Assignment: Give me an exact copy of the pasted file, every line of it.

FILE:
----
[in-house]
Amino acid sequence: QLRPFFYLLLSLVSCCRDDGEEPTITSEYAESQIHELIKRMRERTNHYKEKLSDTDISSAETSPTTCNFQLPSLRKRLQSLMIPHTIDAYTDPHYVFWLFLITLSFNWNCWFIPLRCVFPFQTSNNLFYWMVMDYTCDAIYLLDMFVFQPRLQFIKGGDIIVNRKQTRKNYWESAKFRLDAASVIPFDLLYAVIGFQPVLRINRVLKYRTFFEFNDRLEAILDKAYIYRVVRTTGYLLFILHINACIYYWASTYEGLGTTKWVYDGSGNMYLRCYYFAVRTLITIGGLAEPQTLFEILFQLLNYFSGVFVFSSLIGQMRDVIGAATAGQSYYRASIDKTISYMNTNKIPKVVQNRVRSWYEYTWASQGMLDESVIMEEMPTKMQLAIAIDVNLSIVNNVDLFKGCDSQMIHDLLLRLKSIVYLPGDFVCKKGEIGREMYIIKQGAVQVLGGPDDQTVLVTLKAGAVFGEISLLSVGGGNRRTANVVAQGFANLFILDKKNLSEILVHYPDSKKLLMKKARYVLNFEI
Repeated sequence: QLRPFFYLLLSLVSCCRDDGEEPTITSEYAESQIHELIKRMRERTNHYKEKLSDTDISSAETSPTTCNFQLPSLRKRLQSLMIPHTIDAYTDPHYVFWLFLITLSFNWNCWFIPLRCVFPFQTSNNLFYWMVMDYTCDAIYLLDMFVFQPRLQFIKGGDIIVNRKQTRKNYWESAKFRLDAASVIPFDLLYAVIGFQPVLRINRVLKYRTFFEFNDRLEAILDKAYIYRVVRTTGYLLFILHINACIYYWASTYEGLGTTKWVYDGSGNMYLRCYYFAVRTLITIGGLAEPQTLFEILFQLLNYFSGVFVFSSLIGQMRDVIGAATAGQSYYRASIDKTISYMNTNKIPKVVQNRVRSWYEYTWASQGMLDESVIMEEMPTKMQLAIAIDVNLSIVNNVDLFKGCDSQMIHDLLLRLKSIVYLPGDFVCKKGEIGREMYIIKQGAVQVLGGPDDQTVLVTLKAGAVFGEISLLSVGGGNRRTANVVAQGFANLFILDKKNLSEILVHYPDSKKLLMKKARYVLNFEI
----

[in-house]
Amino acid sequence: QLRPFFYLLLSLVSCCRDDGEEPTITSEYAESQIHELIKRMRERTNHYKEKLSDTDISSAETSPTTCNFQLPSLRKRLQSLMIPHTIDAYTDPHYVFWLFLITLSFNWNCWFIPLRCVFPFQTSNNLFYWMVMDYTCDAIYLLDMFVFQPRLQFIKGGDIIVNRKQTRKNYWESAKFRLDAASVIPFDLLYAVIGFQPVLRINRVLKYRTFFEFNDRLEAILDKAYIYRVVRTTGYLLFILHINACIYYWASTYEGLGTTKWVYDGSGNMYLRCYYFAVRTLITIGGLAEPQTLFEILFQLLNYFSGVFVFSSLIGQMRDVIGAATAGQSYYRASIDKTISYMNTNKIPKVVQNRVRSWYEYTWASQGMLDESVIMEEMPTKMQLAIAIDVNLSIVNNVDLFKGCDSQMIHDLLLRLKSIVYLPGDFVCKKGEIGREMYIIKQGAVQVLGGPDDQTVLVTLKAGAVFGEISLLSVGGGNRRTANVVAQGFANLFILDKKNLSEILVHYPDSKKLLMKKARYVLNFEI
Repeated sequence: QLRPFFYLLLSLVSCCRDDGEEPTITSEYAESQIHELIKRMRERTNHYKEKLSDTDISSAETSPTTCNFQLPSLRKRLQSLMIPHTIDAYTDPHYVFWLFLITLSFNWNCWFIPLRCVFPFQTSNNLFYWMVMDYTCDAIYLLDMFVFQPRLQFIKGGDIIVNRKQTRKNYWESAKFRLDAASVIPFDLLYAVIGFQPVLRINRVLKYRTFFEFNDRLEAILDKAYIYRVVRTTGYLLFILHINACIYYWASTYEGLGTTKWVYDGSGNMYLRCYYFAVRTLITIGGLAEPQTLFEILFQLLNYFSGVFVFSSLIGQMRDVIGAATAGQSYYRASIDKTISYMNTNKIPKVVQNRVRSWYEYTWASQGMLDESVIMEEMPTKMQLAIAIDVNLSIVNNVDLFKGCDSQMIHDLLLRLKSIVYLPGDFVCKKGEIGREMYIIKQGAVQVLGGPDDQTVLVTLKAGAVFGEISLLSVGGGNRRTANVVAQGFANLFILDKKNLSEILVHYPDSKKLLMKKARYVLNFEI